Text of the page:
The Bureau of Justice takes this possibility very seriously and adds:
Although arrested whites and arrested blacks were about equally likely to be drug use deniers, these results nevertheless have implications for the SAMHSA survey. A larger fraction of the black population than the white population consists of criminally active persons and, therefore, a larger fraction of the black population than the white population would consist of criminally active persons who use drugs but deny it. Consequently, the SAMHSA survey would probably understate the difference between whites and blacks in terms of drug use. Whether the effect of such drug use denial among criminally active persons is large enough to account for the unexplained 13% is not known, but research on the topic should pursue this possibility.
It should be noted that a study investigating this methodology gave random urine drug tests to some of the people who had filled out this survey, and found that half of the actual drug users had reported on the survey that they were squeaky clean. There were no racial data associated with this investigation, which is too bad.
Summary: Blacks appear to be arrested for drug use at a rate four times that of whites. Adjusting for known confounds reduces their rate to twice that of whites. However, other theorized confounders could mean that the real relative risk is anywhere between two and parity. Never trust the media to give you any number more complicated than today’s date..
D. Police Shootings
A topical issue these days. Once again, the same dynamic at play. We know black people are affected disproportionately to their representation in the population, but is a result of police racism or disproportionate criminality?
Mother Jones magazine has an unexpectedly beautiful presentation of the data for us:
The fourth bar seems like what we’re looking for. You could go with the fifth bar, but then you’re just adding noise of who did or didn’t duck out of the way fast enough.
As you can see, a person shot at by a police officer is more than twice as likely to be black as the average member of the general population. But, crucially, they are less likely to be black than the average violent shooter or the average person who shoots at the police.
We assume that the reason an officer shoots a suspect is because that officer believes the suspect is about to shoot or attack the officer. So if the officer were perfectly unbiased, then the racial distribution of people shot by officers would look exactly like the distribution of dangerous attackers. If it’s blacker than the distribution of dangerous attackers, the police are misidentifying blacks as dangerous attackers.
But In fact, the people shot by police are less black than the people shooting police or the violent shooters police are presumably worried about. This provides very strong evidence that, at least in New York, the police are not disproportionately shooting black people and appear to be making a special effort to avoid it.
For some reason most of the studies I could get here were pretty old, but with that caveat, this is also the conclusion of Milton (1977) looking at police departments in general, and Fyfe (1978), who analyzes older New York City data and comes to the same conclusion. However, the same researcher analyzes police shootings in Memphis and finds that these do show clear evidence of anti-minority bias, sometimes up to a 6x greater risk for blacks even after adjusting for likely confounders. The big difference seems to be that NYC officers are trained to fire only to protect their own lives from armed and dangerous suspects, but Memphis officers are (were? the study looks at data from 1970) allowed to shoot property crime suspects attempting to flee. The latter seems a lot more problematic and probably allows more room for officer bias to get through.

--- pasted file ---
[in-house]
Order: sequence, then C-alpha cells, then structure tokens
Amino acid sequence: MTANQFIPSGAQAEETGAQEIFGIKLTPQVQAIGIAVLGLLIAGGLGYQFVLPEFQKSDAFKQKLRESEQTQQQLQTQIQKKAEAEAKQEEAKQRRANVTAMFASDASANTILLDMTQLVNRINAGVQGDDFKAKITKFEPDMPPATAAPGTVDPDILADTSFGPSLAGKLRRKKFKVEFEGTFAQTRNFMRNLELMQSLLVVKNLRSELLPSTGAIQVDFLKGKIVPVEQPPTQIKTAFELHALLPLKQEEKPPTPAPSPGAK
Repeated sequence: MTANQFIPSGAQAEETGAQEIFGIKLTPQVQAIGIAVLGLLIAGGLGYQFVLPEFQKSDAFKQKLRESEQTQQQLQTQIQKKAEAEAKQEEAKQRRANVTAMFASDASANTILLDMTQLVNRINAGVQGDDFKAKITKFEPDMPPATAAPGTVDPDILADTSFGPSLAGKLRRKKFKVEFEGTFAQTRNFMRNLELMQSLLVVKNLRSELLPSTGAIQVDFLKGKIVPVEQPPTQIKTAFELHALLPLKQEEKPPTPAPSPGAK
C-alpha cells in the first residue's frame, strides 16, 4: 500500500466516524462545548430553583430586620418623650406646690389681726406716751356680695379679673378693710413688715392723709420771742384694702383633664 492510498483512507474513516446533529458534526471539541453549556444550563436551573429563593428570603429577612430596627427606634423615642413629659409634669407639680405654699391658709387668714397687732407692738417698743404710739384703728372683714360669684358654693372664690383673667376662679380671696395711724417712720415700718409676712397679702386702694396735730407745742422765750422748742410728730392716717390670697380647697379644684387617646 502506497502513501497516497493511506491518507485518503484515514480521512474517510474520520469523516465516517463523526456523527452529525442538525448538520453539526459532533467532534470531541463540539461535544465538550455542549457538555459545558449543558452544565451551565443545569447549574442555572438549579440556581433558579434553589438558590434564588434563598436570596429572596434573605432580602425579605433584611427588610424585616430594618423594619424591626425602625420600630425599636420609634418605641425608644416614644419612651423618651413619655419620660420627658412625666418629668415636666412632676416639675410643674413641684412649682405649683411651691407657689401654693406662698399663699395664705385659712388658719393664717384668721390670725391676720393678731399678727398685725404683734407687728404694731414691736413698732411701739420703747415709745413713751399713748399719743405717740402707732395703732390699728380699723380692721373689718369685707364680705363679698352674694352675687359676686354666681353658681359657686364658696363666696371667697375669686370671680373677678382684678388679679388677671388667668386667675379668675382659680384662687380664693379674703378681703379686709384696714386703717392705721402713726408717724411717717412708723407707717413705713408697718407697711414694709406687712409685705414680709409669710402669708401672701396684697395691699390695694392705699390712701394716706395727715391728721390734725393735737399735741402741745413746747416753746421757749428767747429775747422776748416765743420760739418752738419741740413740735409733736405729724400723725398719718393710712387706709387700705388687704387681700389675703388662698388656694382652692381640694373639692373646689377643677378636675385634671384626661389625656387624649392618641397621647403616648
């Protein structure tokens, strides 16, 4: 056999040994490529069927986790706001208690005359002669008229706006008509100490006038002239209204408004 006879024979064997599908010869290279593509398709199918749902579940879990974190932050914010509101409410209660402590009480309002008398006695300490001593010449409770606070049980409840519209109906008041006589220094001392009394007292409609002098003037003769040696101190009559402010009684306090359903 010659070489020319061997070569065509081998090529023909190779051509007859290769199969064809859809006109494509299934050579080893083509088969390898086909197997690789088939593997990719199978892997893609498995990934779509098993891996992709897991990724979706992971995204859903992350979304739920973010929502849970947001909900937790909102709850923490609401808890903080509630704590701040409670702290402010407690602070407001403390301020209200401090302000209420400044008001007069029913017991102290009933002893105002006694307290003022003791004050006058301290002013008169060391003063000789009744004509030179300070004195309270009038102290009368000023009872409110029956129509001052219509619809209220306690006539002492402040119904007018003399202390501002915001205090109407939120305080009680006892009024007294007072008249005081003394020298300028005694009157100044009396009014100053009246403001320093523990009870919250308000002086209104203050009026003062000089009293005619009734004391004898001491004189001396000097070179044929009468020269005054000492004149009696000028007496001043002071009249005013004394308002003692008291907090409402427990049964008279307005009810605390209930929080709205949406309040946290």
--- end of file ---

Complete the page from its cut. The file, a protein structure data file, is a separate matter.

[EDIT: A commenter pointed out to me that Tennessee vs. Garner banned this practice in the late 1980s, meaning Memphis’ shooting rate should be lower and possibly less biased now]
The same guy looks at the race of officers involved and finds that “the data do not clearly support the contention that white [officers] had little regard for the lives of minorities”. In fact, most studies find white officers are disproportionately more likely to shoot white suspects, and black officers disproportionately more likely to shoot black suspects. This makes sense since officers are often assigned to race-congruent neighborhoods, but sure screws up the relevant narrative.
Summary: New York City data suggests no bias of officers towards shooting black suspects compared with their representation among dangerous police encounters, and if anything the reverse effect. Data from Memphis in 1970 suggests a strong bias towards shooting black suspects, probably because they shoot fleeing suspects in addition to potentially dangerous suspects, but this practice has since stopped. Older national data skews more toward the New York City side with little evidence of racial bias, but I don’t know of any recent studies which have compared the race of shooting victims to the race of dangerous attackers on a national level. There is no support for the contention that white officers are more likely than officers of other races to shoot black suspects.
E. Prosecution And Conviction Rates
Conviction rates of blacks have generally found to be less than than conviction rates of whites (Burke and Turk 1975, Petersilia 1983, Wilbanks 1987). I don’t know why so many of these studies are from the 70s and 80s, but a more recent Bureau of Justice Statistics finds that 66% of accused blacks get prosecuted compared to 69% of accused whites; 75% of prosecuted blacks get convicted compared to 78% of prosecuted whites.